Drainage: The First Step to Detox Post-Explant
Detox is a trendy term, and everywhere you look someone is offering some kind of “cleanse”. But many people go about it the wrong way, leaving them feeling worse than when they started.
When considering all the toxins people pick up in the air, water, and food — not to mention the ones we’re exposed to from breast implants and those generated by pathogens — your instinct may be to detox as fast as possible post-explant. This approach to detox could backfire. It’s crucial to support the body’s drainage pathways for toxin elimination first in order to effectively remove toxins from the body.
If you start pulling toxins out, but there’s no place for these toxins to go, they pile up. And that could heighten the very symptoms you are trying to improve with your detox efforts.
For this reason, an effective regimen for detoxification starts with drainage. This is the first step in any protocol I recommend for my clients.
Below is the drainage funnel — the order in which the body moves fluids to remove toxins. We’ll be discussing why it’s so important to have drainage pathways open before ramping up your detox.
Keep the following graphic of the drainage funnel in mind as you read:
The large intestine or colon is at the bottom of the drainage funnel. If the colon is backed up, everything upstream from it can become backed up as well. This happens when you’re constipated or even if you’re not moving the bowels regularly enough relative to a high toxic load in the body.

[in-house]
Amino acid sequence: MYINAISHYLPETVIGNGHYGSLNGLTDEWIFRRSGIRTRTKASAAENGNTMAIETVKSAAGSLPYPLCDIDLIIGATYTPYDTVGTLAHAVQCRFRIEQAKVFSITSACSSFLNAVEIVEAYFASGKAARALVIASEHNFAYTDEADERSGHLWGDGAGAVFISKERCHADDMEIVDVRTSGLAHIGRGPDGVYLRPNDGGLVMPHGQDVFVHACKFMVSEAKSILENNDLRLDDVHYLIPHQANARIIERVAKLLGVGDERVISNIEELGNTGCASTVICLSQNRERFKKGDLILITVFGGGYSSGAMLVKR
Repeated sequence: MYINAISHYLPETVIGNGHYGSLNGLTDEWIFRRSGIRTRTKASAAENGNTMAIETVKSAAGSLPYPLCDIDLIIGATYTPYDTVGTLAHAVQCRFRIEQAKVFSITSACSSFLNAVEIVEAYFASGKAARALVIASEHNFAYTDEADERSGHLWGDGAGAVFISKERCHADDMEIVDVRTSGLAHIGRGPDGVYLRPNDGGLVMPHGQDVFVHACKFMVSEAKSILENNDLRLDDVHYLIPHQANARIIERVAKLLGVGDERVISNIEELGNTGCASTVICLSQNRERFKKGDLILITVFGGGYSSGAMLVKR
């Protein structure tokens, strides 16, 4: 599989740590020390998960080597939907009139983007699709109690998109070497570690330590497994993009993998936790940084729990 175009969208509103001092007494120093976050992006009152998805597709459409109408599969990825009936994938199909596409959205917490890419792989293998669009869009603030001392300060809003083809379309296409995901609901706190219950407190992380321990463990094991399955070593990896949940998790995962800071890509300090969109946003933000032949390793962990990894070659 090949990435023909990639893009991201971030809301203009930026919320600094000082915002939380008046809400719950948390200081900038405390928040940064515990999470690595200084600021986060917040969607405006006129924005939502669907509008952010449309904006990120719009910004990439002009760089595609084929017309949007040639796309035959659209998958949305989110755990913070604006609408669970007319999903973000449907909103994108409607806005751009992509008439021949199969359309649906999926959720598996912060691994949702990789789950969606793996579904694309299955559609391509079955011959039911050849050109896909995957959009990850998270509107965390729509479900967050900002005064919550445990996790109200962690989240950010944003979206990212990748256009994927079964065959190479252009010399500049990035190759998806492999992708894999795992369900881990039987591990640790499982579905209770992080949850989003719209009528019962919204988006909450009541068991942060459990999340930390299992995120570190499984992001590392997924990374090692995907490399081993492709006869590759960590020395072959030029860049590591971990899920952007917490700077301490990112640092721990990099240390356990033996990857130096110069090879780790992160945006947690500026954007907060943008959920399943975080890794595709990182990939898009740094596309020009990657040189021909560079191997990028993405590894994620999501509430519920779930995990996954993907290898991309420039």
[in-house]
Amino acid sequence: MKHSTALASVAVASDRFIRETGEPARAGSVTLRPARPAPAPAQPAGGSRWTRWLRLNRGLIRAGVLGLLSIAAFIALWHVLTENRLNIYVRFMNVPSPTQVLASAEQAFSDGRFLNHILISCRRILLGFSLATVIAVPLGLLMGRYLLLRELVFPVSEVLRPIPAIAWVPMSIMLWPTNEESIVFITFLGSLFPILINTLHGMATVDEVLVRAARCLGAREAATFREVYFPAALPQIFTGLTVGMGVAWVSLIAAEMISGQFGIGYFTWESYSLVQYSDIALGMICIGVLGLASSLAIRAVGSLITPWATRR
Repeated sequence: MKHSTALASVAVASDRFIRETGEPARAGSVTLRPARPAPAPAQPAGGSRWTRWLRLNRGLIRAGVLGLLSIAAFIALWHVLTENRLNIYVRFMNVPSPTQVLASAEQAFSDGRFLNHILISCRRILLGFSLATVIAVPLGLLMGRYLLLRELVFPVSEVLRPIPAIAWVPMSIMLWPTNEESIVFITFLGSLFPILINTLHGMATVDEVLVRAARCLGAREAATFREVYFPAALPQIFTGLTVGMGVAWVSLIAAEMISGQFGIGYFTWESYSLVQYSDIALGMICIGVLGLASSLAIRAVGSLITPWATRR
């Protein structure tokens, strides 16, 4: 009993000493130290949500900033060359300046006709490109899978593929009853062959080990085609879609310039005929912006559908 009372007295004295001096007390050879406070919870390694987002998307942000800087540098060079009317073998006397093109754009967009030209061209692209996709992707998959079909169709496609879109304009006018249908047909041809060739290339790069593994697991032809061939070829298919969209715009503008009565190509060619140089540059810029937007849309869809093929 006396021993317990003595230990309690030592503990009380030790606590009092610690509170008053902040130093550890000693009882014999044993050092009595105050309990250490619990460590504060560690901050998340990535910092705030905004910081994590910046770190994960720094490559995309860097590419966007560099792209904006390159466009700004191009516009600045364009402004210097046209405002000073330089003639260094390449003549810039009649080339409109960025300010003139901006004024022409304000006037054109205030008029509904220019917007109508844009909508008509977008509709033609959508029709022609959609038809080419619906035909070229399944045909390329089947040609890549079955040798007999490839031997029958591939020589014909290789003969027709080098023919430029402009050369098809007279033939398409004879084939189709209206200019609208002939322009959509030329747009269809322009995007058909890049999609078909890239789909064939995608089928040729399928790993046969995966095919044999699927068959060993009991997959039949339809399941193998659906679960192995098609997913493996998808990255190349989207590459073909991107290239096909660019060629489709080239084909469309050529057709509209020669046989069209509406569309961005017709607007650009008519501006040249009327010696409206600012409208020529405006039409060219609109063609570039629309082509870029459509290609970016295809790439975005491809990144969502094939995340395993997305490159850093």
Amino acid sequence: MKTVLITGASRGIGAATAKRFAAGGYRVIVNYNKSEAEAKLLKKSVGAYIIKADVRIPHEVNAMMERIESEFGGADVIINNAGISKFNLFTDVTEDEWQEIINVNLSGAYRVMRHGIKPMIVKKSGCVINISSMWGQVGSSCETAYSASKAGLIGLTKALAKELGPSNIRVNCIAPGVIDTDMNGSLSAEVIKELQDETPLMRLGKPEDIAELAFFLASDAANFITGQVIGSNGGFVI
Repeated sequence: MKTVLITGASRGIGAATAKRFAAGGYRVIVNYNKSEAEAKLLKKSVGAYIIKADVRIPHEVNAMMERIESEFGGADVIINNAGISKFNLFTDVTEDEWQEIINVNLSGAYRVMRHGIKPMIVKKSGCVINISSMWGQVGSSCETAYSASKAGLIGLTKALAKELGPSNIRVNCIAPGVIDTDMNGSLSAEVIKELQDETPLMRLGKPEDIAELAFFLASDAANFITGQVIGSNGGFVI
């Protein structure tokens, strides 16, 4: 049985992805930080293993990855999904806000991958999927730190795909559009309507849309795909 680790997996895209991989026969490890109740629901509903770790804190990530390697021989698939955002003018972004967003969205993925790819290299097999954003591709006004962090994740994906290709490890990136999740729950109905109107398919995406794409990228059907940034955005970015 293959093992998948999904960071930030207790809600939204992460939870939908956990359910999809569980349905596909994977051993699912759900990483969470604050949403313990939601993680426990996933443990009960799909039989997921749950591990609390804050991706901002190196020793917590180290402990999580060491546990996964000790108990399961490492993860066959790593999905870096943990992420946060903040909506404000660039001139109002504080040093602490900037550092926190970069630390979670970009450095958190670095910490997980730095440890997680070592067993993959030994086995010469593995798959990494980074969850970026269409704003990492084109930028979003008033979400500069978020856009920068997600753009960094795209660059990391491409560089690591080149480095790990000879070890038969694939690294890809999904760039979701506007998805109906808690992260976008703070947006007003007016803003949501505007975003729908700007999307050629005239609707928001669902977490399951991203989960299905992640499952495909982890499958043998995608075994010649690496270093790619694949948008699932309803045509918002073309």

Symptoms of Bowel Stagnation:
- Leaky gut
- Fungal/candida overgrowth
- Food intolerances
- IBS or IBD
- Low serotonin
- Colon cancer
- Abnormal immunity
If you’re constipated, you’re not efficiently removing the waste and toxins your body needs to clean out. Pushing detox without first supporting this drainage pathway can set you black.
Constipation is like a waste processing plant in a city that doesn’t empty its tanks. Similarly, if you try to force upstream detox when the outflow isn’t moving, issues will pile up.
So, you need to poop regularly. That makes room for waste and toxins that are upstream to flow downward for elimination via the stool.
If you’re trying to detox and restore your health, you really need to poop 2-3 times a day. That doesn’t mean watery stools but gentle elimination without straining.
Some ways you can support regular elimination are:
- Bowel-moving herbs: Ginger root, aloe vera leaf, and other intestinal-moving herbs help stimulate the movement of the toxins in your gut. That helps combat constipation. This is a huge priority from day 1 with all of my clients.
- Fulvics and Humics: Natural extracts of fulvic and humic acid bind toxins so you can eliminate them. These unique carbons also may promote a healthy microbiome, which supports regular elimination as well.
- Fiber-rich diets: Fiber bulks up the stools, making elimination easier. Good sources of fiber in a healthy diet are fruits, vegetables, nuts, seeds, and other plant-based foods. Foods that may cause constipation are alcohol, gluten, processed grain, dairy products, red meat, and fried or fast foods. High histamine foods can also cause constipation in those with histamine intolerance or MCAS.